Headshot of Saara DeWalt

Saara DeWalt has been serving as interim chair since Oct. 1, 2018.

CLEMSON — Saara DeWalt, whose research extends from Clemson to the far corners of the globe, has been named chair of the department of biological sciences in the College of Science at Clemson University.

DeWalt, a professor in biological sciences, has been serving as interim chair since Oct. 1, 2018. DeWalt’s appointment to chair is the result of a national search that attracted excellent external candidates. DeWalt stood out among the rest in the field.

“Over the past seven months, Dr. DeWalt has impressed me with her ability to engage faculty, staff and students; her commitment to mentoring and developing faculty and staff talent; and her success at improving operational effectiveness of the largest department on campus,” said Cynthia Y. Young, dean of the College of Science. “As chair, she will lead the department through the development and implementation of a strategic plan which is grounded in further strengthening our Clemson R1 culture and preparing the next generation of scientists. I look forward to her leadership.”

DeWalt is president-elect of the Association for Tropical Biology and Conservation (ATBC) and past subject editor for Biotropica, the journal of the ATBC. In 2017, DeWalt was presented with an Award of Excellence from the Clemson University board of trustees in the category of Top Publication. DeWalt’s collaborative paper, titled “Biomass Resilience of Neotropical Secondary Forests,” was published in the journal Nature.

Before becoming interim chair, DeWalt served several years as graduate program coordinator and chair of the Graduate Advisory Committee in biological sciences. She also was on the team that helped develop ClemsonFORWARD graduate education goals and strategies. Last year, she was selected and participated in the Provost’s Trailblazers Mentoring Initiative, a program through TIGERS ADVANCE that seeks to promote gender equity, retention and support across campus. DeWalt led the development of a faculty mentoring plan for her department and the college.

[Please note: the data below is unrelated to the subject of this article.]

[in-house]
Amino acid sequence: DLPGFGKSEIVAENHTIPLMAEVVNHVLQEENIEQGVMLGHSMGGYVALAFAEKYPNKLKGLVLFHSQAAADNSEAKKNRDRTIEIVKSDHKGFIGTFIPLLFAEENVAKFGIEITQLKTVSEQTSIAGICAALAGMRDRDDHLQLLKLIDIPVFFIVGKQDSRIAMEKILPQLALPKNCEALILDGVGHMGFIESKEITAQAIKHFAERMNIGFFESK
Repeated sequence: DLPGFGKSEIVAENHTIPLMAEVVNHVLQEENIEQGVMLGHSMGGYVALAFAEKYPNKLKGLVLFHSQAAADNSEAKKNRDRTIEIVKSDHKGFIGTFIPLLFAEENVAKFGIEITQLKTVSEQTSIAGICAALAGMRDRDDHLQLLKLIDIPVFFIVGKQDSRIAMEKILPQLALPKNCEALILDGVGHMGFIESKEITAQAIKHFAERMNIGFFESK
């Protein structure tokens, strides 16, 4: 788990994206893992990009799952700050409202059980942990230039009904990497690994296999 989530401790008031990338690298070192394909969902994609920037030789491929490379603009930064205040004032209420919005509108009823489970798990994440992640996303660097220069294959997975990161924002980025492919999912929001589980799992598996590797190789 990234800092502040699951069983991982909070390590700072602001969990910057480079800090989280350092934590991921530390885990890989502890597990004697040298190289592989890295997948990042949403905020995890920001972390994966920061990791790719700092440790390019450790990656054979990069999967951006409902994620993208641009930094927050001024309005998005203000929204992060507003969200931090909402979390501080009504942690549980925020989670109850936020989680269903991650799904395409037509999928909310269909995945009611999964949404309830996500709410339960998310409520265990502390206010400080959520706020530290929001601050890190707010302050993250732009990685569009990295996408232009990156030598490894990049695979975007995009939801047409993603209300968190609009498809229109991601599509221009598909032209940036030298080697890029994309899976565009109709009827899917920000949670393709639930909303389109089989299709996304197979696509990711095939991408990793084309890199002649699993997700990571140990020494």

“I am thrilled to have been selected to lead the department of biological sciences,” DeWalt said. “I will be focused on continuing to build our department of innovative researchers, talented and dedicated teachers, amazing staff and creative and hard-working students. We have the best and brightest undergraduate students in our majors of biological sciences and microbiology. I am committed to providing them the best education filled with unique research and learning opportunities.”

For more than 20 years, DeWalt has been conducting ecological research around the world, including Hawaii, Costa Rica, Dominica, Brazil, Malaysia and Australia. She will be adding Madagascar to her list this summer when she attends the annual meeting of the ATBC. Her recent research activities are focused on understanding plant invasions in temperate and tropical forests, dynamics of hurricane-affected forests in the Caribbean and rates of biodiversity recovery in second-growth tropical forests.

Saara DeWalt is shown standing in a forest

Saara DeWalt has conducted research in forests around the world.
Image Credit: Courtesy of Elvis Stedman

“My main area of research is to determine why certain plants are relatively rare where they are native but become such problems where they’ve been introduced,” DeWalt said. “My students and I have examined various ways to control these weeds using what we learn from the native range. I love studying forested ecosystems – be they in Hawaii, Costa Rica or South Carolina. I want to know how forests work and why some exotic plants can proliferate in them.”

DeWalt received her Bachelor of Arts in biology at Brown University (1994) and her Ph.D. in biological sciences with a minor in experimental statistics at Louisiana State University (2003). She spent two years as a Huxley Research Fellow at Rice University before joining the faculty at Clemson as an assistant professor in 2005.

DeWalt is an avid runner who also enjoys going on hikes in the Clemson Experimental Forest with her husband, Kalan Ickes, and their children, Owen, 11, and Sasha, 9.

When asked to envision the future of biological sciences under her leadership, DeWalt listed several goals:

  • Be a research-intensive department that continues to provide a valuable and enriching student experience.
  • Work together on a strategic plan that strengthens the department’s mission, develops research areas in which the department can be nationally and internationally known, and aligns with ClemsonFORWARD and ScienceFORWARD.
  • Have graduate students at the center of the plan and work to strengthen the graduate programs in biological sciences, microbiology and environmental toxicology.
  • Promote equity and further institutional diversity.